I searched for the string “–new-issue” in the brew codebase and found it’s only in the gist-logs.rb file. So that’s useful! I then got sidetracked trying to figure out why these two behaved differently:

[james@greentreeredsky brew (issue44706)]$ brew gist-logs
usage: brew gist-logs [--new-issue|-n] <formula>
b[james@greentreeredsky brew (issue44706)]$ brew gist-logs --help
Warning: No help text in: /usr/local/Library/Homebrew/cmd/gist-logs.rb
Example usage:
  brew search [TEXT|/REGEX/]
  brew (info|home|options) [FORMULA...]
  brew install FORMULA...
  brew update
  brew upgrade [FORMULA...]
  brew uninstall FORMULA...
  brew list [FORMULA...]

Troubleshooting:
  brew config
  brew doctor
  brew install -vd FORMULA

Brewing:
  brew create [URL [--no-fetch]]
  brew edit [FORMULA...]
  https://github.com/Homebrew/brew/blob/master/share/doc/homebrew/Formula-Cookbook.md

Further help:
  man brew
  brew help [COMMAND]
  brew home

It turns out homebrew has an internal help generation system! If you are writing a new tool, and you use a magic comment beginning with #:, then homebrew will automatically find the help.

Which means that the failure of the –help command is a defect! I’m an hour in and finding something to fix! Yay! I’m going to let myself get sidetracked by this, as it seems like an easy fix.

First, I added the following magic comment to the top of the file:

#: usage: brew gist-logs [--new-issue|-n] <formula>

Now both –help and no arguments behave the same, but at the cost of introducing duplication. I don’t want to introduce duplication, so I want to figure out how a different command handles both the case that someone enters the –help argument and that ARGV is empty.

Fortunately, I’m half way there. –help is handled by the magic comment and a little support in brew.rb. But the way that the empty ARGV is handled internally to gist-logs is with this little piece of logic:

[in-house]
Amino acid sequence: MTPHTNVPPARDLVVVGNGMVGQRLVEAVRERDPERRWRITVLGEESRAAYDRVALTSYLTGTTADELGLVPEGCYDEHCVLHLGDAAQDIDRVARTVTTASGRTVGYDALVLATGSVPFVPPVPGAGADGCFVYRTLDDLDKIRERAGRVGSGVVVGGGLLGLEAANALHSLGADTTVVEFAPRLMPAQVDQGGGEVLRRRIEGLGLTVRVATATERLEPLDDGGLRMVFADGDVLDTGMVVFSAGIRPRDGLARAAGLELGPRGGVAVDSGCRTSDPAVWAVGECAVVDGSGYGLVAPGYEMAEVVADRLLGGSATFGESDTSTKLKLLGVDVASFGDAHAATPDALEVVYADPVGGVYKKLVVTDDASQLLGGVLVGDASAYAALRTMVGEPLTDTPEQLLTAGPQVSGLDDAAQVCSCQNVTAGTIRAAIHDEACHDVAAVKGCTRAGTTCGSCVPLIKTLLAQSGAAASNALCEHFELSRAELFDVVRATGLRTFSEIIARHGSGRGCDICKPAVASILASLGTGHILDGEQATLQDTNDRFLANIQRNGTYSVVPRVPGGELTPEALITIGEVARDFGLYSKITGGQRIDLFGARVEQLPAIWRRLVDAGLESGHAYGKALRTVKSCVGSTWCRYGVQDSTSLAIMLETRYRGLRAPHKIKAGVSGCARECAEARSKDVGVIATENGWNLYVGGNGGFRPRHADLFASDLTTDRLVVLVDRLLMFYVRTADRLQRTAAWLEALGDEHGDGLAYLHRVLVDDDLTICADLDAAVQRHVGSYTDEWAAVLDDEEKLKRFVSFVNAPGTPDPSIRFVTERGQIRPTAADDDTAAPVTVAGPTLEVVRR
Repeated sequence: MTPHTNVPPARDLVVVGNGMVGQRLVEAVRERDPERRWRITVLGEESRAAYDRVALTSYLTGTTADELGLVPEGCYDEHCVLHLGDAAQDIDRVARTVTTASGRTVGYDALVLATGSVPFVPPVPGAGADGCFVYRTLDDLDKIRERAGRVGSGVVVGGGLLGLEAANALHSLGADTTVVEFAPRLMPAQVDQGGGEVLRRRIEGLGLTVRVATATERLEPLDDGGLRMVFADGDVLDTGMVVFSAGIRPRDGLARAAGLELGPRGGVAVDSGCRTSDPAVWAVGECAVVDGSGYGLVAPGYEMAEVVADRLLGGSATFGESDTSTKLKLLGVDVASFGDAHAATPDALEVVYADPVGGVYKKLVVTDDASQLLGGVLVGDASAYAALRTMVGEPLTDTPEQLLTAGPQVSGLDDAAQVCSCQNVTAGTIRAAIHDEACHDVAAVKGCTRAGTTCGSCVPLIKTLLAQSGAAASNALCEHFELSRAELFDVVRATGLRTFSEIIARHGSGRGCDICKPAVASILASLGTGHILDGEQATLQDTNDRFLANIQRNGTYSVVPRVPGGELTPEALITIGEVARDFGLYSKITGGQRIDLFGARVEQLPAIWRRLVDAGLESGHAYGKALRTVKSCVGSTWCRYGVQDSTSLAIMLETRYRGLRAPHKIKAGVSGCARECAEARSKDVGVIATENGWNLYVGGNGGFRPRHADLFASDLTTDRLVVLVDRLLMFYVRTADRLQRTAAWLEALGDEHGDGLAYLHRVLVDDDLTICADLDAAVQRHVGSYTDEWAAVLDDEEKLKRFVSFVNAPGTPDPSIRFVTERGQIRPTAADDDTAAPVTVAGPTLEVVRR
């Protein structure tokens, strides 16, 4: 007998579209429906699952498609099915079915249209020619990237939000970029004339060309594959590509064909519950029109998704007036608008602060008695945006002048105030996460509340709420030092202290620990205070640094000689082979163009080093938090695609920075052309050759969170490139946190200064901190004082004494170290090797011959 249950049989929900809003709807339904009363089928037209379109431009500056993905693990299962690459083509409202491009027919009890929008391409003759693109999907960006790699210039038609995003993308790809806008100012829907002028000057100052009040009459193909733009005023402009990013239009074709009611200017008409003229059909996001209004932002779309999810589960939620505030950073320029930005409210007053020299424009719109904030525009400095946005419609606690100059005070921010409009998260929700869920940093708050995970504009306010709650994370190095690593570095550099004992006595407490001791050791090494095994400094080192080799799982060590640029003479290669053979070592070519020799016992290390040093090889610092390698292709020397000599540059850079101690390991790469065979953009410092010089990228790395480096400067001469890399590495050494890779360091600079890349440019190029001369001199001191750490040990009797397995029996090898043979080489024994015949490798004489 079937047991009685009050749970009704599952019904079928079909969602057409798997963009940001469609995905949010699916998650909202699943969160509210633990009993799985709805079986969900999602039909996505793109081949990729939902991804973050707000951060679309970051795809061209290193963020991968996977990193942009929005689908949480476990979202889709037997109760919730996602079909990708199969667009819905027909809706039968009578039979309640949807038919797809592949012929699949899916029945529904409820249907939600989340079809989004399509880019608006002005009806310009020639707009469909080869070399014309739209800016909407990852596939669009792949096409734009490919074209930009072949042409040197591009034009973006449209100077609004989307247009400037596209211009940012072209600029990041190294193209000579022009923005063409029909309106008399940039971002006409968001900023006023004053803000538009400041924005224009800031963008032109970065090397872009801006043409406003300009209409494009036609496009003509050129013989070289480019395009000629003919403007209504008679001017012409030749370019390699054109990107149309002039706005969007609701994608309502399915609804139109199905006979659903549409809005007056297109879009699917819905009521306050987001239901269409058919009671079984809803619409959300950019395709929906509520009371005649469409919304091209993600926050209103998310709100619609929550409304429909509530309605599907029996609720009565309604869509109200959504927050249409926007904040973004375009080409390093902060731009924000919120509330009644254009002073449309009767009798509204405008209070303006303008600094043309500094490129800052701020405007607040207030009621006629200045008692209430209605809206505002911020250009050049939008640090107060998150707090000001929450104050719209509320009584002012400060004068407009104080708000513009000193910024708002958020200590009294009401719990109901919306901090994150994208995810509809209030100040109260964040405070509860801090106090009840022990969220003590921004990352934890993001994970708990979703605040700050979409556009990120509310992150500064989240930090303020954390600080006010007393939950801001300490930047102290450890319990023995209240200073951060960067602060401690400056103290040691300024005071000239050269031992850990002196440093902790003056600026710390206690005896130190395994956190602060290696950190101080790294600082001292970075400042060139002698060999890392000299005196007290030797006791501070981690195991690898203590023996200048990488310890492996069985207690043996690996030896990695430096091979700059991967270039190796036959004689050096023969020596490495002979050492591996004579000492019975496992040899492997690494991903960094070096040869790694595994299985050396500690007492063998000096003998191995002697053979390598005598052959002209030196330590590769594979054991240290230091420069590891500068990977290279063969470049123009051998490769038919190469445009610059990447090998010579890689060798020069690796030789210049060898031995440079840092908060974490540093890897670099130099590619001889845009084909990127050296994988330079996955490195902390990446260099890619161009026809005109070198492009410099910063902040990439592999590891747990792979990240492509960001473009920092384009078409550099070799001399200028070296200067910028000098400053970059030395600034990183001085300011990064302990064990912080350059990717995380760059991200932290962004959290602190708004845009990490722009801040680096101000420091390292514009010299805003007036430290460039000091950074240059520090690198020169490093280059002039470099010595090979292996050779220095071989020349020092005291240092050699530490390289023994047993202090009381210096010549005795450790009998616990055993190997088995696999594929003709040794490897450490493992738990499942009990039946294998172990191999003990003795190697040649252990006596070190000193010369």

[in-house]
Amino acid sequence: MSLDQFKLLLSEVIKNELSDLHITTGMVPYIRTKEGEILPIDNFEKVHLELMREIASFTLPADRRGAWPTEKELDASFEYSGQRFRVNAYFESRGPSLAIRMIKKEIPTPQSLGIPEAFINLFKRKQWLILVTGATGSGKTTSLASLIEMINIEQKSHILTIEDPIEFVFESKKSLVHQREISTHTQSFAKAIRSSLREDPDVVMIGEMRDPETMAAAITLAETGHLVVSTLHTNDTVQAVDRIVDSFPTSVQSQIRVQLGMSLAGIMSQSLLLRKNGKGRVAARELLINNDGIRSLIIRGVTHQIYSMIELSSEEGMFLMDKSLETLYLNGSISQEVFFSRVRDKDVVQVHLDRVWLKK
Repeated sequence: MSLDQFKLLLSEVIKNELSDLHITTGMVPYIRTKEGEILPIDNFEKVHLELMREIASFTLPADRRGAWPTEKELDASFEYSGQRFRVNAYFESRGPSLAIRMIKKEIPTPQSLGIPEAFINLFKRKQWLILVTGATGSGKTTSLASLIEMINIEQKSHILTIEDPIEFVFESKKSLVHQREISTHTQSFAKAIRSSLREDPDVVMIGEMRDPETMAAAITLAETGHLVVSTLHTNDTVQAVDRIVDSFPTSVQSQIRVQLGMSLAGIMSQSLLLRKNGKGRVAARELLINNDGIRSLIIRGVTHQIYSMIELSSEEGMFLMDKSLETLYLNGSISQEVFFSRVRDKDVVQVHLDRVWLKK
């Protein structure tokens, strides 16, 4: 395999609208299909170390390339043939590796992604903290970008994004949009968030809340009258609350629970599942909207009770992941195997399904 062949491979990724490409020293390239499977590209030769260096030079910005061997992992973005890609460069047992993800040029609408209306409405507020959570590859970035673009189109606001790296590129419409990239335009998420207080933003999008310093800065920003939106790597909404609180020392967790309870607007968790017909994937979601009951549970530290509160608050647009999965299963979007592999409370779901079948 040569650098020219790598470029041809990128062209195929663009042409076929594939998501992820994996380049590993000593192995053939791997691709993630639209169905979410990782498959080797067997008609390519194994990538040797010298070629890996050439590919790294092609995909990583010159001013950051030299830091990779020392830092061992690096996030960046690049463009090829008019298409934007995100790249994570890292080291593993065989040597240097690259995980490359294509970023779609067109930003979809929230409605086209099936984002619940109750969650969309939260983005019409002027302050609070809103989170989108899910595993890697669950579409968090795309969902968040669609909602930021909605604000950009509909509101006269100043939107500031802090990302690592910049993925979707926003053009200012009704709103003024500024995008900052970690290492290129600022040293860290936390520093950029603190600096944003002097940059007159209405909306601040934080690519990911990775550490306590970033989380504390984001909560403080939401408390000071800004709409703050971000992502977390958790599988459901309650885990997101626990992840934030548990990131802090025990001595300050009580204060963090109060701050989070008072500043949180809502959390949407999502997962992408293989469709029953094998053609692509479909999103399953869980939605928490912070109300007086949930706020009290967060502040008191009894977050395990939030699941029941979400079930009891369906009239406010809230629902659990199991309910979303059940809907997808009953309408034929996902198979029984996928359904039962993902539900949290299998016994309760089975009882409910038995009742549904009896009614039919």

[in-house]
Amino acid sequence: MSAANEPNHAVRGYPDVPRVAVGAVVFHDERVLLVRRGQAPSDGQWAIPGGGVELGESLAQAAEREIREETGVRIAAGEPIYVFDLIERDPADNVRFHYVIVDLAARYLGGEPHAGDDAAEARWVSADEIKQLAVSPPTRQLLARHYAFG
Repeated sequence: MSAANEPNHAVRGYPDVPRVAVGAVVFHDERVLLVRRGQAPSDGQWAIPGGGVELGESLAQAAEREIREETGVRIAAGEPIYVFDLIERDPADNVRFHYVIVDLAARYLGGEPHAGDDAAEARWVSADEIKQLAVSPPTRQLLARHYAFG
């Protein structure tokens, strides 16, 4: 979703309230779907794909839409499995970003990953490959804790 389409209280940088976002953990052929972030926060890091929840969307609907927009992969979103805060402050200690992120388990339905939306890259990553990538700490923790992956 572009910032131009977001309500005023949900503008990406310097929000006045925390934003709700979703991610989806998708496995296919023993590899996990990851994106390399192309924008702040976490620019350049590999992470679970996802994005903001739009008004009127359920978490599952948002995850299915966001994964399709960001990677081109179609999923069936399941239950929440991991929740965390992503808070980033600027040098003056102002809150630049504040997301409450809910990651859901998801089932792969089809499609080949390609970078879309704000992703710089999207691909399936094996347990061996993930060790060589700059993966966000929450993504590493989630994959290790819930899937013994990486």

if ARGV.resolved_formulae.length != 1
  puts "usage: brew gist-logs [--new-issue|-n] <formula>"
  Homebrew.failed = true
  return
 end

So, I need to figure out how to remove that logic, and invoke the help system when there’s no arguments.

I checked the install.rb command to see how it handles this situation. It raises a FormulaUnspecifiedError exception, which is caught in brew.rb (FormulaUnspecifiedError inherits from UsageError). This dispatches to Homebrew#help, which displays the error message and the text from the FormulaUnspecifiedError exception and exits with 1. So changing the code to this seems reasonable:

raise FormulaUnspecifiedError if ARGV.resolved_formulae.length != 1

The problem here’s simple enough, though. The old implementation set Homebrew.failed = 1, but the new code does not set that. The question is, does that change matter?

From what I can tell, Homebrew.failed is used in brew.rb to simply do an “exit 1”. The help implementation also does an “exit 1”, so the command line contract is maintained, and because Homebrew.failed isn’t actually used anywhere in the new call chain, and it wasn’t _doing_ anything in the old call chain, I think the refactor is a win.

I’ll create a branch for this change and submit it to the dev team and see what they think.

And there’s the pull request: https://github.com/Homebrew/brew/pull/217

Hacking On Homebrew

I decided to work a little more independently on my ruby programming chops, and I wanted to be giving a little more back to the free software world, so I signed up for CodeTriage and picked Homebrew as the project I’ll look at. So far:

  • Code’s hosted on github, so that’s easy enough.
  • There’s a feature request against gist-logs that sounds simple enough to start with (https://github.com/Homebrew/legacy-homebrew/issues/44706), and it’s what codetriage recommended anyway.
  • It looks like cloning the remote repo and then just using the brew command in $HOMEBREW_DIR/bin/brew is enough that you can start hacking away on a local copy of the codebase.
  • I haven’t reached out to the devs on the google groups channel yet, but I’ll probably try that later today.
  • The dispatch chain when looking for a script is $HOMEBREW_DIR/bin/brew –> $HOMEBREW_DIR/Library/brew.sh –> $HOMEBREW_DIR/Library/brew.rb
  • rubocop fails the project on its own style guidelines (I think inappropriately, because most of the violations are in formulae not in core, but I’ll ask the dev team)

So, this is kind of fun!